Third Kind of Review on Warner TV

kick back

between series Windows) et unending on Canal+, parallels South Disney+, The Seven Lives of Lea on Netflix or the movie Flashback on Amazon Prime Video, there has been a wave of French genre productions on streaming platforms for several months now. Fantastic and science fiction works are still not legion in France, the new creation of Simon Astier is therefore presented as the last UFO listed in the hexagonal serial catalog. And if the formula of visitors turns out to be less original than expected, yet it is a fun pop-retro ballad.

After Weird stuff who downplayed his fantasized old school filter, visitors in turn, opted for an ultra-referenced retro design with a nostalgic purpose. With a less meta and philosophical approach thanWindows)compile the episodes more or less subtle nods to the classics of the 80s and 90s which they invoke as totems and pastiche for parodic purposes: ET L’Extraterrestrial by Steven Spileberg is thus Fred L’Extraterrestrialwhile Fox Mulder and Dana Scully from X files make way for the absurd duo Muller and Scolla.

The plot also inherits the narrative clichés of the genre, be it the nighttime discovery of the crashed spaceship in the forest, the disappearances of civilians that don’t worry many people, the inexplicable phenomena that affect the population or the eternal shenanigans. of the army.

The return of the boy bands

Fortunately, the series isn’t content with piling up lazy tributes and grotesque caricatures already washed away by Les Nuls, Kad and Olivier or Le Palmashow (also present in the cast). More accurate than it seems, visitors takes the time to provide the soundtrack’s artistic direction and synth parts, bit flashy, but facilitates that immersion without exposing the frugality of resources. Simon Astier also shows a commendable attention to detail, especially with his old-fashioned commercials, the many “easter eggs” scattered across the screen or the kitschy reworking of the Warner TV logo for the opening episode set in the past.

To complete the arsenal of the vintage SF series, the episodes also favor prosthetics and other slimes with digital effects. The series not only gives itself a well-made artisanal cachet, but at the same time exhausts the dripping, slimy images of Fly or The thingas they present repulsive creatures close to the facehuggers ofAlien to perfect the cinephile decal. Simon Astier has made with these different patterns an entertaining and sometimes playful pop patchworkbut unfortunately not always striking or relevant.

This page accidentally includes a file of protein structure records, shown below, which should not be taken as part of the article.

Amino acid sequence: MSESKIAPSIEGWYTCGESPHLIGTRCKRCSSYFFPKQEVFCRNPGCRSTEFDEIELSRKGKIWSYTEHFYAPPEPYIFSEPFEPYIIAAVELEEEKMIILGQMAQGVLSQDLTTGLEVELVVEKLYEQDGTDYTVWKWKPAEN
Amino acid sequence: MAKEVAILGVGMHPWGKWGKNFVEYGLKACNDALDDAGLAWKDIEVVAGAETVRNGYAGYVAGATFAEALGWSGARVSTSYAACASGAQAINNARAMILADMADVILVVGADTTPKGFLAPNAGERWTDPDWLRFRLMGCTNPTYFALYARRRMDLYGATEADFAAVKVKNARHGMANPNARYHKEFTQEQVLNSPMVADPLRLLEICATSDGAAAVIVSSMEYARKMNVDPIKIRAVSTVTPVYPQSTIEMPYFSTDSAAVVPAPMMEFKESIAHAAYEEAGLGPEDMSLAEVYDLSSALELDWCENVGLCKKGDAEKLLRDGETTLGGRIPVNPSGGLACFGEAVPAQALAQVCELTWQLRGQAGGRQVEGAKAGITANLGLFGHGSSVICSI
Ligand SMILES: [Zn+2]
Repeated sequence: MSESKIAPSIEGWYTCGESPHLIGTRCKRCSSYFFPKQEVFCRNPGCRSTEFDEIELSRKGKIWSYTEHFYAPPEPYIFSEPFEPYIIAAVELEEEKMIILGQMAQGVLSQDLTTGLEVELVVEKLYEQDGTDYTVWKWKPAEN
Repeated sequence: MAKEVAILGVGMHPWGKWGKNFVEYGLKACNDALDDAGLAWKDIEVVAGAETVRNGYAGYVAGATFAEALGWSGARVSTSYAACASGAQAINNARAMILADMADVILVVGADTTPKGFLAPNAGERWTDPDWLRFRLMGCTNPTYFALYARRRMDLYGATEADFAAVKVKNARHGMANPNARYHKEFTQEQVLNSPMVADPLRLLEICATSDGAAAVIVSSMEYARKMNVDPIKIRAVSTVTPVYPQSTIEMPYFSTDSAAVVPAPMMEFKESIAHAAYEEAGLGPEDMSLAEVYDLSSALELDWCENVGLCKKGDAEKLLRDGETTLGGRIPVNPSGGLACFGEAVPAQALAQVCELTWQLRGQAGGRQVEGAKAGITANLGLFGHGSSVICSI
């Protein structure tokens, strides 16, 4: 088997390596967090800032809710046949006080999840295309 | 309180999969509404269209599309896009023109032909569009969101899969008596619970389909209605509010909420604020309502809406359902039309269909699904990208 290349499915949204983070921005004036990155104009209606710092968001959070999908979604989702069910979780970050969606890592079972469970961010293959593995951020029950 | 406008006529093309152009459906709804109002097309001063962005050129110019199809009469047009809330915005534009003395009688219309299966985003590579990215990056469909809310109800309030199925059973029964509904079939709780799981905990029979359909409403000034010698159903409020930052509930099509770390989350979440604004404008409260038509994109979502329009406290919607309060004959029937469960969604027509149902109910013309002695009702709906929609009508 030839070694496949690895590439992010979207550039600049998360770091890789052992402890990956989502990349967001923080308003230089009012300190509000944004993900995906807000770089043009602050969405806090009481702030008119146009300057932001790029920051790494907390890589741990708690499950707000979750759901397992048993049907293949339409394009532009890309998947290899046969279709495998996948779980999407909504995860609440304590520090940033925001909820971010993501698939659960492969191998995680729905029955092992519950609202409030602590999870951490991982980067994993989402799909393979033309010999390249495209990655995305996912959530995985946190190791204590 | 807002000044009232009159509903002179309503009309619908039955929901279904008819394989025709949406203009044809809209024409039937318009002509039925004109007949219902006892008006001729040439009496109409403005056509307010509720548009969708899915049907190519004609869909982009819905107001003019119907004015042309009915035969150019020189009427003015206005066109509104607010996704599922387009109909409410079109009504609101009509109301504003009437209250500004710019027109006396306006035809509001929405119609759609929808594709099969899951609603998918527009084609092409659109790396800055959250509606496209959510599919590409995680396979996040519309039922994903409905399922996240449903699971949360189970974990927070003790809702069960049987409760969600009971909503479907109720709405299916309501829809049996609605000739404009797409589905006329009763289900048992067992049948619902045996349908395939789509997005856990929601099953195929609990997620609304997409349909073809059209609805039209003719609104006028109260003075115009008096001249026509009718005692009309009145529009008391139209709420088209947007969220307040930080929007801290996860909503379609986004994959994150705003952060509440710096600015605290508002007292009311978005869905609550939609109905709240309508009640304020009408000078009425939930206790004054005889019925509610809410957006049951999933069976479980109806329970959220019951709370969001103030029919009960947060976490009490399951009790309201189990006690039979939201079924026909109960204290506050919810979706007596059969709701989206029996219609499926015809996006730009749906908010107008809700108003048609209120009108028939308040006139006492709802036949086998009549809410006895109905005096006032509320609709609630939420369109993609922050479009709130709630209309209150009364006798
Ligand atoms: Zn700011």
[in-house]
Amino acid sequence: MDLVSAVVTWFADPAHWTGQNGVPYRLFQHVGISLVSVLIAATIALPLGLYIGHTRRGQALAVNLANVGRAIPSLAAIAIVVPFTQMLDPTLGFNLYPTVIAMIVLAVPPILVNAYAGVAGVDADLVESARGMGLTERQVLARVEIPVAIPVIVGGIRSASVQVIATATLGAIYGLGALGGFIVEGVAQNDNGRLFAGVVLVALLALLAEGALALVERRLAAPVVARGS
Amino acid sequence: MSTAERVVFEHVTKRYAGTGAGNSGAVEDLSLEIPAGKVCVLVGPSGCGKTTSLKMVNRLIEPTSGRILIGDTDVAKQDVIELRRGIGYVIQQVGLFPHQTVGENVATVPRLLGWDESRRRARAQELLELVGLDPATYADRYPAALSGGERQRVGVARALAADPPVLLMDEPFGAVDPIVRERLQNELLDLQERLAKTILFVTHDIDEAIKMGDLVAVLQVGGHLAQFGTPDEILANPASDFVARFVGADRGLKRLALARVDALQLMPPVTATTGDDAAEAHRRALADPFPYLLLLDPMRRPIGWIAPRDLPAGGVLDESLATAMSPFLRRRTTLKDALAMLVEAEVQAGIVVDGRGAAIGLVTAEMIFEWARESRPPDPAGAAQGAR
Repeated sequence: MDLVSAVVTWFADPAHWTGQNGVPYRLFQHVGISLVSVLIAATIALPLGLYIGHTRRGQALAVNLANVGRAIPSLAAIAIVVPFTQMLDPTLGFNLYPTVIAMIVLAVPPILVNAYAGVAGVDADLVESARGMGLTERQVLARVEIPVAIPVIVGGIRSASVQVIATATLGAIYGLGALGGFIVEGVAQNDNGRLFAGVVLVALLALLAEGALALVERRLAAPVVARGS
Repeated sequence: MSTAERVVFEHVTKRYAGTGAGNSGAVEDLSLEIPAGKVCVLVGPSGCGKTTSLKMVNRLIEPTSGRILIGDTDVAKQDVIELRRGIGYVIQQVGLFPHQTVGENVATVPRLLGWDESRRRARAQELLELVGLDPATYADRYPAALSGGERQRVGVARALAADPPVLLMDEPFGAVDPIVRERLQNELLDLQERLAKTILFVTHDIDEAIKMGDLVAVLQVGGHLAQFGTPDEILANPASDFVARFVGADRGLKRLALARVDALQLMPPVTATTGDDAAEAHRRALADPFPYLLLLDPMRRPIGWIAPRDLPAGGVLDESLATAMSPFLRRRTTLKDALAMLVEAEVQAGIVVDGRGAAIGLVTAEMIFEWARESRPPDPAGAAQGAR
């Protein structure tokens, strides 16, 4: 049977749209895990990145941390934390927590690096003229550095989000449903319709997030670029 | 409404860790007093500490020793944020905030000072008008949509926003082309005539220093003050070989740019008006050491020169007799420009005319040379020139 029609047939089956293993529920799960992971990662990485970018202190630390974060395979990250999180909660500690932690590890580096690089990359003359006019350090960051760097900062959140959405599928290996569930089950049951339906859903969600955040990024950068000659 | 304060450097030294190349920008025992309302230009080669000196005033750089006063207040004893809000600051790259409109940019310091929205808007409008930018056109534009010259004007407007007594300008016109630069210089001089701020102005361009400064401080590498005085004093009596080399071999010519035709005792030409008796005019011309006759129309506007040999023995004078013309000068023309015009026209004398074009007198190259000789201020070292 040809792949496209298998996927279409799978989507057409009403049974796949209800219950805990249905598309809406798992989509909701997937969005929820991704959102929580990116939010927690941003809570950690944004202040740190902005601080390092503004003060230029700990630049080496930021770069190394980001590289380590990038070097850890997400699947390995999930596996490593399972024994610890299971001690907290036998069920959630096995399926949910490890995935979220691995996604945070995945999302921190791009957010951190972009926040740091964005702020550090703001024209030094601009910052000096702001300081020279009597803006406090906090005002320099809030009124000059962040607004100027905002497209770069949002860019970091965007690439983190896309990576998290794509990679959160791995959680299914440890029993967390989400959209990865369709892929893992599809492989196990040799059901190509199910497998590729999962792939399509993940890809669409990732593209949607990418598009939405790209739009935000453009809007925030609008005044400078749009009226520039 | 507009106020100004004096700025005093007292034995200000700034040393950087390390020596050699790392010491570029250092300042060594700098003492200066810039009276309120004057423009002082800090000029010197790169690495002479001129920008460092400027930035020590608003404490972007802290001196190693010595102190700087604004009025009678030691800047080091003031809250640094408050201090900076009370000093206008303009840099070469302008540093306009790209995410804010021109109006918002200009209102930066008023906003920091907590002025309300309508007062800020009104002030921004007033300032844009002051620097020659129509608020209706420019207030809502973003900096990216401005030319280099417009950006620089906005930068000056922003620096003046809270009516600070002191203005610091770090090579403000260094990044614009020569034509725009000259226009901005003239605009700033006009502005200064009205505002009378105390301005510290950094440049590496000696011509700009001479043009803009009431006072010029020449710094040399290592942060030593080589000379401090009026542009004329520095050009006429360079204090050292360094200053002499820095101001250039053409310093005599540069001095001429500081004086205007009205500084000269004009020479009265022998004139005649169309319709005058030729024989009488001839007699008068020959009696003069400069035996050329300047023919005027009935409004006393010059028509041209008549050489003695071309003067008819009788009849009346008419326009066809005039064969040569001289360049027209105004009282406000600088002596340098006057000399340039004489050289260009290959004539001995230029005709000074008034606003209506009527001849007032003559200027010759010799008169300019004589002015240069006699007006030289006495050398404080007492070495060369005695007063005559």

Visitors: photo, Simon AstierThe passion in the eyes

war of the worlds

The younger Astier’s writing is less caustic and elegant than that of his older one, but Simon Astier skillfully handles absurd and awkward humor† Without falling into the series of clumsy and mind-numbing jokes, the screenwriter has chiseled the dialogues, sharpened the lines and refined his comedic pace, in addition to relying on a cast adapted to this more lunar register. In particular, we see Tiphaine Daviot, formidable in her role of unbearable wife, Julie Bargeton, brilliant as a jaded ex and I don’t care, or Vincent Desagnat, almost too comfortable in his jumpsuit from geek on edge.

Cet ironic humor bordering on surrealism echo Edgar Wright’s Cornetto trilogy (to which the first episode briefly alludes). visitors borrowed the frame from Busy hassle with another disillusioned cop and mindless, unwelcome colleagues in a remote town, the group dynamics of old friends worn out by life and the ways of alien invasion The last pub before the end of the worldas well as the unprecedented crisis that has been dealt with with as much seriousness as in Shaun of the Dead† The events take place in Pointe-Claire, a fictional French-American town that you would think came from the depths of Kentucky, mainly because of the clothing and vehicles of the local police.

Visitors: photoBetween FBI: Missing in Action and Captain Marleau

With its short sitcom format and only eight episodes on the clock, the series avoids getting bogged down in its schoolboy humor while allowing itself to chain events together with no downtime, though the story still lacks a bit of euphoria and energy to be really gripping† But the beginning of the story refuses to take itself seriously, the sixth episode marking a welcome and rather surprising break in tone. The camera movements are less pure and wise, the frames are destructured, the editing is carried away and the narration breaks the linearity to create confusion and a paranoid and psychotic atmosphere that the first episodes did not foreshadow.

Despite several agreed, even expected reversals of situations, the mid-season is above all an opportunity to reveal the real problems of the story, to go beyond the caricatures of the characters, but also to build a real galactic mythology ( and not just for fun). Season 2, if pre-ordered, thus promises: push the apocalyptic delirium even further and find the balance between low-key humor and cosmic epic† This first batch therefore serves more to take the temperature before Simon Astier gets to work.

From May 10, 2022, three episodes of the Visitors series on Warner TV every Tuesday evening

Visitors: photo

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